Pharma Industry Won’t Talk Drug Pricing with Trump
The orders, bypassing Congress, focused on discounts Trump has demanded for insulin and epinephrine. These would eliminate rebates, allow drug imports and create an index linking US prices in the regulated health sector to those existing in other countries.
Insulin prices have been skyrocketing for several years, with the administration’s first Food and Drug Administration (FDA) commissioner, Scott Gottlieb calling for prices to come down. Gottlieb resigned in March 2019, however, without any action being taken.
Trump has given the industry until Aug. 24 to come up with an alternative solution to his proposals. The consensus among observers was that the administration wants to lower patients' out-of-pocket expense as an incentive to re-elect the president in November this year.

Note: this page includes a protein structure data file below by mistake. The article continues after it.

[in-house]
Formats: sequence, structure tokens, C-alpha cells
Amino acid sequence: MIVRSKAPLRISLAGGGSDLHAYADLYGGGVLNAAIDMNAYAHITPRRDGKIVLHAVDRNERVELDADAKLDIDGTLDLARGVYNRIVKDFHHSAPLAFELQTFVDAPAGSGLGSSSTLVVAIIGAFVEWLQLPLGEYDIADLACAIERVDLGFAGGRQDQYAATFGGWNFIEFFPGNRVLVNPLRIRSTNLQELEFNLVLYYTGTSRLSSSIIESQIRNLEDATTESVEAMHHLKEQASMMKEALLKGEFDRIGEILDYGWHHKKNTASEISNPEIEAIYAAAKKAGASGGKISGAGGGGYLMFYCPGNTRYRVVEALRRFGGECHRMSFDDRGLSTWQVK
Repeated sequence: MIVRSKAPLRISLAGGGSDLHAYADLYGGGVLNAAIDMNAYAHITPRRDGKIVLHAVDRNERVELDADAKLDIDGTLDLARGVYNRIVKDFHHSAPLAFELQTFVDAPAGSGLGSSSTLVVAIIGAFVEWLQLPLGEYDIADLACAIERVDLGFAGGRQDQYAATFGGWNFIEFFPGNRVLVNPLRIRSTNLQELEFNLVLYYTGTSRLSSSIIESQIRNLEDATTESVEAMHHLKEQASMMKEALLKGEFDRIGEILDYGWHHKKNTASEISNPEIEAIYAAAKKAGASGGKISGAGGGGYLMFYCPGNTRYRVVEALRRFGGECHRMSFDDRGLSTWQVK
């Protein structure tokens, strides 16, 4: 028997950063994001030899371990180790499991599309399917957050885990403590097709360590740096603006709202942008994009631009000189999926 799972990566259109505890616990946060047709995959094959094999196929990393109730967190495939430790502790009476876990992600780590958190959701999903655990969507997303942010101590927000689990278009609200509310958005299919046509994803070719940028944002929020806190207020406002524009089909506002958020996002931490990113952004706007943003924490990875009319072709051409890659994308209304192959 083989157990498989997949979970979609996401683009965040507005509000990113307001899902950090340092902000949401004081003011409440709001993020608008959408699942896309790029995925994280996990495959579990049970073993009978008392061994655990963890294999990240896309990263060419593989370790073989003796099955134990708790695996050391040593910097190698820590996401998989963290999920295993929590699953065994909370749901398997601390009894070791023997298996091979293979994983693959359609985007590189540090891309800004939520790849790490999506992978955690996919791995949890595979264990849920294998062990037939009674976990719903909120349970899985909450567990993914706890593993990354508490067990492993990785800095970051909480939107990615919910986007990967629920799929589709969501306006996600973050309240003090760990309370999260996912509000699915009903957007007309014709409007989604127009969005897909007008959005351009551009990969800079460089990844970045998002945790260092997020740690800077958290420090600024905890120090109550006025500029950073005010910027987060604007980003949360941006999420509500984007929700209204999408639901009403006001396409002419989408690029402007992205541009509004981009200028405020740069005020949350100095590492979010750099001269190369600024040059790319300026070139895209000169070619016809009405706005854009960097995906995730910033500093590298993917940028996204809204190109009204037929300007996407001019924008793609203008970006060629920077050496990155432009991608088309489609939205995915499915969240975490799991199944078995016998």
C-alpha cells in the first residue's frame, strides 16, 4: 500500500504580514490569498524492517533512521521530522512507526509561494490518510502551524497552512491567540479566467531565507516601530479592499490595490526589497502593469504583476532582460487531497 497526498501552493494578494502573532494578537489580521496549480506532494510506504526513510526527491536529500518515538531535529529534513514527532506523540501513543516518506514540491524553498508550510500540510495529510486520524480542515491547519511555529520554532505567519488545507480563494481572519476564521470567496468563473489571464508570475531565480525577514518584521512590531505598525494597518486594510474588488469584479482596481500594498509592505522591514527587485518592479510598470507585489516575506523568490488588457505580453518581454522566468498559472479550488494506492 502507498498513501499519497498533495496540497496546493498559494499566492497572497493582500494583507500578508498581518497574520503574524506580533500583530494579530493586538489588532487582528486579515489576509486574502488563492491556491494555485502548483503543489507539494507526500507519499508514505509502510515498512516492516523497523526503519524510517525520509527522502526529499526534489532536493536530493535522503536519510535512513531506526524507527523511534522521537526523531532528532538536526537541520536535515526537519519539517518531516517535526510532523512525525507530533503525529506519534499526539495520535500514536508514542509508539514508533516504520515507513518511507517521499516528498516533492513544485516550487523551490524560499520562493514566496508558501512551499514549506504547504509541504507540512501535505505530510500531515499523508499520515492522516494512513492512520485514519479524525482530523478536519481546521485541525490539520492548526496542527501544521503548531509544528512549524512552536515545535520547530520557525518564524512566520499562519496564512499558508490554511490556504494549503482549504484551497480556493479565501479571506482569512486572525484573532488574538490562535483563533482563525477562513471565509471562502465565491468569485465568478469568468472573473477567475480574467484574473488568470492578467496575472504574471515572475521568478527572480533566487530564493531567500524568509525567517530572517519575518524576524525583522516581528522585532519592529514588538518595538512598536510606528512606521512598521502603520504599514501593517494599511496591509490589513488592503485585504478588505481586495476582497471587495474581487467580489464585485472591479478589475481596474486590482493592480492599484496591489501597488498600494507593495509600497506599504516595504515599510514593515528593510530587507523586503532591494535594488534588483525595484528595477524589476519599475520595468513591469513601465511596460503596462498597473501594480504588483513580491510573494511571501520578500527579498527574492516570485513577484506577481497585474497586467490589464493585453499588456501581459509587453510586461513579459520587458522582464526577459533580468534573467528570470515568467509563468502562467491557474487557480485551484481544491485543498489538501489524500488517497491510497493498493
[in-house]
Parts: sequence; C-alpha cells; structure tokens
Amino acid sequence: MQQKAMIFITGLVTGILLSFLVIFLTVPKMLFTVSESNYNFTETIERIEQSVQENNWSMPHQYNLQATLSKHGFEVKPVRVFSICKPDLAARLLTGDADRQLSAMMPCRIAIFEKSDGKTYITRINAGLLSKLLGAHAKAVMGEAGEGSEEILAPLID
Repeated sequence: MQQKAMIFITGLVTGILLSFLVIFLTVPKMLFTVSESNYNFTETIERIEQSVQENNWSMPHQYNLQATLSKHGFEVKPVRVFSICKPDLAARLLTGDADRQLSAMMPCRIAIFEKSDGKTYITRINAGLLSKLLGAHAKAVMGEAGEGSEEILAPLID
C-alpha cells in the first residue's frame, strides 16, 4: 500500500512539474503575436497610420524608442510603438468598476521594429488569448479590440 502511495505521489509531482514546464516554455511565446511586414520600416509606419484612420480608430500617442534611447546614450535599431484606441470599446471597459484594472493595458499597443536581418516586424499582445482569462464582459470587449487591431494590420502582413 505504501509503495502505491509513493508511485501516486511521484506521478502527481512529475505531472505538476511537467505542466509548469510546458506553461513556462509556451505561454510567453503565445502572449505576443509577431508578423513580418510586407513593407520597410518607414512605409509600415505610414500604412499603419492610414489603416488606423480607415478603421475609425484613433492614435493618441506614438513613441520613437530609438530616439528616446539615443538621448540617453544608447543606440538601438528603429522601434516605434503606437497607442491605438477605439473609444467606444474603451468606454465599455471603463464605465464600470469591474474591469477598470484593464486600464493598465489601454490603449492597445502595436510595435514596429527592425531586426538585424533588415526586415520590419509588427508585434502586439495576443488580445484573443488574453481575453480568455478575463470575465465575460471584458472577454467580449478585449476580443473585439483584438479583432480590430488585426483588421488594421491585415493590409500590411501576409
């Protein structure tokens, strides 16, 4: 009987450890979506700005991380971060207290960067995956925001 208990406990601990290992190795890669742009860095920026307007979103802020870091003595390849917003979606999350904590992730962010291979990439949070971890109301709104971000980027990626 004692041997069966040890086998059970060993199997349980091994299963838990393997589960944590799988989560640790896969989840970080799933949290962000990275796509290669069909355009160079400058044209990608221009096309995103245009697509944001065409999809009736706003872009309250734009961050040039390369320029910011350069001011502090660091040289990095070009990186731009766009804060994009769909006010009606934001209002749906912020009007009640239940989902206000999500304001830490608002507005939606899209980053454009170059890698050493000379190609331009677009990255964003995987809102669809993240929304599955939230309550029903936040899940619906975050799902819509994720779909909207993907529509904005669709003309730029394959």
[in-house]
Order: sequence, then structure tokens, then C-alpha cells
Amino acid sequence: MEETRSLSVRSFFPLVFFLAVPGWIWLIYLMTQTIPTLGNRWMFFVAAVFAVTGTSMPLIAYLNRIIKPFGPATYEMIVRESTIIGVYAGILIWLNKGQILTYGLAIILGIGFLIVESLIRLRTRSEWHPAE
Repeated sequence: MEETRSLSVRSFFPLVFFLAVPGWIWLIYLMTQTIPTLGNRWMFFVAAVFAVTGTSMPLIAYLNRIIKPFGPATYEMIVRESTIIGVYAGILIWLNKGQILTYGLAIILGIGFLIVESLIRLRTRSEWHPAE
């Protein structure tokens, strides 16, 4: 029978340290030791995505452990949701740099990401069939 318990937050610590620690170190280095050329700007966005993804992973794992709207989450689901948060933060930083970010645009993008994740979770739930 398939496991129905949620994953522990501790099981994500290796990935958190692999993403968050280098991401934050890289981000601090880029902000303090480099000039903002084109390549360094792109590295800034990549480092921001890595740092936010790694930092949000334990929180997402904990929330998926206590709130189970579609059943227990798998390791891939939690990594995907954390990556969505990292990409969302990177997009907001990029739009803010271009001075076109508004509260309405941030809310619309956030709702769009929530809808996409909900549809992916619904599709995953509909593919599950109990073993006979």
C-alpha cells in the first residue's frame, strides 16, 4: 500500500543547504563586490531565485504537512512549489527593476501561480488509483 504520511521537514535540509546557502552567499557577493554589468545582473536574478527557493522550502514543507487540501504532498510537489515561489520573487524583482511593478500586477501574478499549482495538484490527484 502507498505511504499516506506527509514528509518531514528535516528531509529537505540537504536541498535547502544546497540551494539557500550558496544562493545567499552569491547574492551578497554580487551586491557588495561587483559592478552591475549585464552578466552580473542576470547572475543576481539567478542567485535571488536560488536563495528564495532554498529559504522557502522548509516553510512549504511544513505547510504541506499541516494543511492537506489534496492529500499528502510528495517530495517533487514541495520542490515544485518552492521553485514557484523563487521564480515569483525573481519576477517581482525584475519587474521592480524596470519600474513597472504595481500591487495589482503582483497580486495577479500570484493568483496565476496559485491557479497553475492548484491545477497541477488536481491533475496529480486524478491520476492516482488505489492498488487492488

Stephen Ubl, CEO of the pharmaceutical industry association PhRMA, called the orders a “reckless distraction that impedes our ability to respond to the current pandemic—and those we could face in the future.” The president’s “attempt to open our country up to socialized healthcare sets America, our economic recovery and scientific progress back at a time when we need them most,“ he added.
Pharma industry analysts were more sanguine about the president’s plans, with most noting that they didn’t appear to be a major threat to the sector’s pricing model from the markets Trump singled out. Moreover, they could not be implemented in the unregulated US drugs market.
The organization Public Citizen said it believes there is "very little chance” of any of the measures being implemented this year." Despite Trump's "bombastic bluster," he has failed to address high drug prices,” said its medicines director, Peter Maybarduk.